In Italy, due to prejudice, the basic rights of people with Down syndrome are still too often denied. With more funds available it would be possible to defend their rights.
On launch day, on the site CoorDown.it, 50 people with Down Syndrome each appeared on video appealing to 50 celebrities for a donation. But not of money: they asked them to donate a video. A video in which they, the celebrities, asked for the money to support people with Down syndrome, amplifying their voices. A video, which if then shared via the celebrities’ social networks, would have more chance of being listened to.
Spartaco & Jovanotti
Andrea & Sharon Stone
Federico & Castrogiovanni
50 out of 50 celebrities donated a video and shared it on their social networks, including the singers Tiziano Ferro andJovanotti; the footballers Totti, Materazzi and Zanetti; the rugby player Castrogiovanni; the star chef Carlo Cracco; the Real Madrid coach Jose Mourinho and the actress Sharon Stone.
Thanks to the social networks shares and all the media coverage, the campaign reached almost 30 million people, half of the italian population. And donations were up 700%, compared to Coordown’s previous fundraising campaign.
Advertising Agency: Saatchi & Saatchi, Italy
Creative Directors: Alessandro Orlandi, Luca Lorenzini, Luca Pannese
Art Director: Luca Pannese
Copywriter: Luca Lorenzini
Social Network specialist: Flavia Pipola
Head of Interactive Production: Silvio Coco
Web Developer: Dario Cataldi
Producer: Erica Lora-Lamia
Head of TV: Raffaella Scarpetti
Editor: Fulvio Rossetti
Social Media Partner: Ambito 5
Website development: Logicweb
Partners: Top Digital, Flipper Music, Luca Bottale, H-Films, Getty Images, Google, Akita
This is Droga5′s first work for Coke Zero.
The Brand is using Coca-Cola’s rights as an NCAA official Corporate Champion to tie-in March Madness with its new ‘It’s Not Your Fault’ campaign. Part of the brand’s umbrella ‘Enjoy Everything’ initiative, this new light-hearted, fun creative celebrates ‘guys-being-guys’ as the soft drink brand aims to connect male bonding to college basketball’s end-of-season national championship.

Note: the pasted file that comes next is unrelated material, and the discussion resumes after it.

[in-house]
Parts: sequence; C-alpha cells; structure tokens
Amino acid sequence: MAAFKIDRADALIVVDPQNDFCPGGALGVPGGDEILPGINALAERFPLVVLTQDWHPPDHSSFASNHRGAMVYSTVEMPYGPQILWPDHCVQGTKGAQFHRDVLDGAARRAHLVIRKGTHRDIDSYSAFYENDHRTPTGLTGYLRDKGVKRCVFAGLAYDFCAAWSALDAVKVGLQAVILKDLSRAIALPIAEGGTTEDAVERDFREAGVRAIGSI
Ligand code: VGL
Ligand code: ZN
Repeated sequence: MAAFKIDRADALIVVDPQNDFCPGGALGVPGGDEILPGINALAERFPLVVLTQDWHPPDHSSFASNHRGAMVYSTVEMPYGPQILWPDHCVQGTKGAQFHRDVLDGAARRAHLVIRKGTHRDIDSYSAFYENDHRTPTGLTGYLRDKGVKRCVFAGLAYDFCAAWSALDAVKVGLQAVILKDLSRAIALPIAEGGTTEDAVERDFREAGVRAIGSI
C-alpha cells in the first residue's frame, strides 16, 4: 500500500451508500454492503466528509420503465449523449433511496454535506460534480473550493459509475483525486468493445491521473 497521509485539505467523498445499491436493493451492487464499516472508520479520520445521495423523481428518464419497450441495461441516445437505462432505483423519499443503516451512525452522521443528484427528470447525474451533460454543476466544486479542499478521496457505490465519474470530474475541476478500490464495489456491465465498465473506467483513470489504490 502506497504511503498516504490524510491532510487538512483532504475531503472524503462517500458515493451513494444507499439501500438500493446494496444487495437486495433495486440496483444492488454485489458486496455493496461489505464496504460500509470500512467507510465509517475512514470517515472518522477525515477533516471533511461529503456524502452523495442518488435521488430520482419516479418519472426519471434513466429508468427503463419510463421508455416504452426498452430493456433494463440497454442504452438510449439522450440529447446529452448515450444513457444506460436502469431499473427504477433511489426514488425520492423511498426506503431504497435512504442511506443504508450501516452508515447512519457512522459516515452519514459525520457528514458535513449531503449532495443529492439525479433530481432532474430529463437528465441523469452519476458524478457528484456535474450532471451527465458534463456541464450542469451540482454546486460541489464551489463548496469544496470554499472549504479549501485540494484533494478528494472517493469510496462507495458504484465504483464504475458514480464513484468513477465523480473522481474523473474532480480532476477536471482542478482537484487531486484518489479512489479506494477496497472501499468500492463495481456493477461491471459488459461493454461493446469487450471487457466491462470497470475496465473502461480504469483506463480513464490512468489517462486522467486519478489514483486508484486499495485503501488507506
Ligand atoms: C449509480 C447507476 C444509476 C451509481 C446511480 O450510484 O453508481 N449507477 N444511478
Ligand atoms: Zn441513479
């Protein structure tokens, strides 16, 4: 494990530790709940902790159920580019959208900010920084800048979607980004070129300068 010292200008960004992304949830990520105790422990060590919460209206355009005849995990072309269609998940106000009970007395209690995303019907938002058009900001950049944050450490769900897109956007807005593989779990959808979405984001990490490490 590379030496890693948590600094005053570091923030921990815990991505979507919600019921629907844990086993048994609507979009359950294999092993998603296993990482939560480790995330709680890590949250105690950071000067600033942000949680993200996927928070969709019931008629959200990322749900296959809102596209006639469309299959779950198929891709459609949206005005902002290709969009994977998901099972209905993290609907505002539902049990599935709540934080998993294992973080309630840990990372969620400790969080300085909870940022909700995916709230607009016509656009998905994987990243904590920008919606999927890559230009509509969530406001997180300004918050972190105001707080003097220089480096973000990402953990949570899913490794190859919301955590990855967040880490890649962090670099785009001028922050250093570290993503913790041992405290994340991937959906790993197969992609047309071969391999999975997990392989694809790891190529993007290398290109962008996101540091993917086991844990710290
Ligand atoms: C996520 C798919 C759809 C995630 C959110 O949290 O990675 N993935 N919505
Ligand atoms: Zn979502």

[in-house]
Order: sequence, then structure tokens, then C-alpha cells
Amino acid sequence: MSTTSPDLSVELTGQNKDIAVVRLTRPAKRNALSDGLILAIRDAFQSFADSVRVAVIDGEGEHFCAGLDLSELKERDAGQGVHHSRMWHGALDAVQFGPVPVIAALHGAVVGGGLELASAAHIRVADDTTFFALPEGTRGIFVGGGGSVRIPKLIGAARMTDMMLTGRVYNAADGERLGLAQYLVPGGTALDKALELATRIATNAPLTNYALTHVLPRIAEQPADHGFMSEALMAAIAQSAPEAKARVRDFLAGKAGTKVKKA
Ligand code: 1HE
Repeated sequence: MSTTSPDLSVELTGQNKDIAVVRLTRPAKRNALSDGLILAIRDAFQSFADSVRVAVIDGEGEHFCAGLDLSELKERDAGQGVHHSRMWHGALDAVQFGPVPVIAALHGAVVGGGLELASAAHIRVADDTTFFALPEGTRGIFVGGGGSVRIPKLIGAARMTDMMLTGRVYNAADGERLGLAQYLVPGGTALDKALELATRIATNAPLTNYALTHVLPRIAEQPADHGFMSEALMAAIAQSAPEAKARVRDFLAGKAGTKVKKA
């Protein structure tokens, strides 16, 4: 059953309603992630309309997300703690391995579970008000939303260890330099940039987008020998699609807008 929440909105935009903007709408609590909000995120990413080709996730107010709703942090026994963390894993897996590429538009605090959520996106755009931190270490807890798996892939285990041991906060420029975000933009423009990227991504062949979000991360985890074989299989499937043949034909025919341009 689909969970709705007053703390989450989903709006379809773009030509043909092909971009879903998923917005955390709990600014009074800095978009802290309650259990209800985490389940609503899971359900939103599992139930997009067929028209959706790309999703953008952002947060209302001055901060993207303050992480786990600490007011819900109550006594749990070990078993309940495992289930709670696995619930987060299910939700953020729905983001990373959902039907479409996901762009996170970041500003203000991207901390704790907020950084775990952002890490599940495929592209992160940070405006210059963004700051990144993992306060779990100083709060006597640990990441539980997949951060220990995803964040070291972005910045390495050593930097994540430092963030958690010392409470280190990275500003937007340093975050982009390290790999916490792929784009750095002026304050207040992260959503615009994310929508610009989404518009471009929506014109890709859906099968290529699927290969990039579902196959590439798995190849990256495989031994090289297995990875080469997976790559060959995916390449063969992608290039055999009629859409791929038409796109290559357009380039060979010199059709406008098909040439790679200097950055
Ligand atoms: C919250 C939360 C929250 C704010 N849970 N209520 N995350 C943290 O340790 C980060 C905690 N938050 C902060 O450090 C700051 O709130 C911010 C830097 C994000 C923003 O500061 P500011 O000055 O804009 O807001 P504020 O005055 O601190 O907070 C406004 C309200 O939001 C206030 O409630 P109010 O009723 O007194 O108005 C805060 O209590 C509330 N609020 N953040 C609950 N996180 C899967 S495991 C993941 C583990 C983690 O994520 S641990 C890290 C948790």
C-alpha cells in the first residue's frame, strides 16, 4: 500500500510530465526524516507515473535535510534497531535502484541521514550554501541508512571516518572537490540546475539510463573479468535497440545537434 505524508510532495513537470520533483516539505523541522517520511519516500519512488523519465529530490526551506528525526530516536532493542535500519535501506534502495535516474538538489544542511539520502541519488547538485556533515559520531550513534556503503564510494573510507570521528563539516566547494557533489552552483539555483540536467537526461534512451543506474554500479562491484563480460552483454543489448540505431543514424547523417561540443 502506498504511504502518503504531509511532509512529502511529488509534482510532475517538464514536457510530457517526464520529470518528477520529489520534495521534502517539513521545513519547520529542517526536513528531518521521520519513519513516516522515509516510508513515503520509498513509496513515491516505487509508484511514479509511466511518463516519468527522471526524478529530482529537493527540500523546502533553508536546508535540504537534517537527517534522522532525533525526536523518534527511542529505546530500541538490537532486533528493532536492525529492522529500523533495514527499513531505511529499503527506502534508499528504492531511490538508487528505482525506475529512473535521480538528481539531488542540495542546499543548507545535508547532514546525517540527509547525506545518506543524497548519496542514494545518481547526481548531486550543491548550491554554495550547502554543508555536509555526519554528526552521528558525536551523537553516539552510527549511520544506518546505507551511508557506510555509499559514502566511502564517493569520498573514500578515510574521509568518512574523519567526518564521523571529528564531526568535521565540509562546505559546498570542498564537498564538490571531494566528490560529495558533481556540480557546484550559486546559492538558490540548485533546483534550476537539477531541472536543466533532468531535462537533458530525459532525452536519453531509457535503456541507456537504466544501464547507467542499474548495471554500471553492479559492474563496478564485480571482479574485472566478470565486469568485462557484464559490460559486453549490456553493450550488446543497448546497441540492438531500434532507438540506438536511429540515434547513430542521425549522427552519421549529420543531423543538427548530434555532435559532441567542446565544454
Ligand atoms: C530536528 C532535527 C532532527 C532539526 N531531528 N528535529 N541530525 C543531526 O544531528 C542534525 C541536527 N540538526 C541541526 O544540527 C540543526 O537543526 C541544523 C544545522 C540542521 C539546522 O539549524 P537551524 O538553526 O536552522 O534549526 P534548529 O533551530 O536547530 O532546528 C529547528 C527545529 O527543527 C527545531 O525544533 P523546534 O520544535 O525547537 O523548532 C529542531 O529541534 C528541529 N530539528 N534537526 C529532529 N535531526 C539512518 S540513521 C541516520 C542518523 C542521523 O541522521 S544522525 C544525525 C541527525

The campaign takes a lighthearted and comedic approach to say that with Coke Zero you can Enjoy Everything in life. “It’s Not Your Fault” also celebrates guys-being-guys. The Enjoy Everything campaign has evolved on the notion of owning quintessential guy moments of bonding and camaraderie, from sports and entertainment to humor, gaming and music.
“We’re talking to men more overtly with ‘It’s Not Your Fault’,” said Pio Schunker, SVP and Head of Integrated Marketing Communications, North America Group. “We’re positioning Coke Zero as a defender and celebrator of guy enjoyment.
The new campaign rolls out during NCAA® March Madness® debuting a 30-second television advertisement entitled March Madness.
The narrative’s message is simple – it’s not your fault you can’t do anything but watch basketball during NCAA March Madness – and the work has been created in partnership with creative agency Droga5 New York, media agency Starcom MediaVest Group, Turner and the NCAA.
Follow up commercials within the campaign also include Gumbel, Schedules, Emotions, Scholastics, History, Statistics and Technology
Another strand of the campaign sees Coke Zero partner with talk show host Conan O’Brien: the TV chat star, whose evening show will move from LA to Atlanta for selected programmes during the tournament and will be sponsored by the soft drink, will appear in a bespoke Coke Zero TV spot towards the culmination of the competition and the brand’s “It’s Not Your Fault” campaign will link with the show. Coke Zero is also backing a Conan music series with performances in Los Angeles, Austin and Atlanta. Andy Richter, the Conan sidekick, will emcee them. Big name musicians are also set to headline the ‘Conan Coke Zero Music Series’ on the ‘Road to the Final Four’, while Coke Zero and Conan are also co-creating a bespoke ‘It’s Not Your Fault’ promotional spot.
The campaign is also running on the official March Madness Live mobile app, in-game broadcast enhancements and a funny Slideshare Presentation.
This presentation offers a detailed exploration into all the reasons why man is unable to do anything but watch basketball during the NCAA tournament… View the presentation on Slideshare: http://CokeURL.com/nl4t